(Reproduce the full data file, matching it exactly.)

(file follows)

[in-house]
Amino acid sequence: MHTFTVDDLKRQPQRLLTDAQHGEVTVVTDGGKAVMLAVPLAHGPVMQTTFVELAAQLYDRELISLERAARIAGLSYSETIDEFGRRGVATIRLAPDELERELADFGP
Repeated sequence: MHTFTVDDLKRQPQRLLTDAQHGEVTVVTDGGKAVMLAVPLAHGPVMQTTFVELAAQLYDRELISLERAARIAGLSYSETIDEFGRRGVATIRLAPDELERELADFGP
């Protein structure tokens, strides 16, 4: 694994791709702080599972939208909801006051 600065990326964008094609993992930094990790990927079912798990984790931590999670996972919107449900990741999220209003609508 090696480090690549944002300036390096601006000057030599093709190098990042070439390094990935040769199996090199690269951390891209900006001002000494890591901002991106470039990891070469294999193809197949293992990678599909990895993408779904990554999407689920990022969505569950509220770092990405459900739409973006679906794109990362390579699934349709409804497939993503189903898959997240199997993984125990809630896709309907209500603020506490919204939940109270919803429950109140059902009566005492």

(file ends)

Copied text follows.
[in-house]
Amino acid sequence: MHTFTVDDLKRQPQRLLTDAQHGEVTVVTDGGKAVMLAVPLAHGPVMQTTFVELAAQLYDRELISLERAARIAGLSYSETIDEFGRRGVATIRLAPDELERELADFGP
Repeated sequence: MHTFTVDDLKRQPQRLLTDAQHGEVTVVTDGGKAVMLAVPLAHGPVMQTTFVELAAQLYDRELISLERAARIAGLSYSETIDEFGRRGVATIRLAPDELERELADFGP
């Protein structure tokens, strides 16, 4: 694994791709702080599972939208909801006051 600065990326964008094609993992930094990790990927079912798990984790931590999670996972919107449900990741999220209003609508 090696480090690549944002300036390096601006000057030599093709190098990042070439390094990935040769199996090199690269951390891209900006001002000494890591901002991106470039990891070469294999193809197949293992990678599909990895993408779904990554999407689920990022969505569950509220770092990405459900739409973006679906794109990362390579699934349709409804497939993503189903898959997240199997993984125990809630896709309907209500603020506490919204939940109270919803429950109140059902009566005492």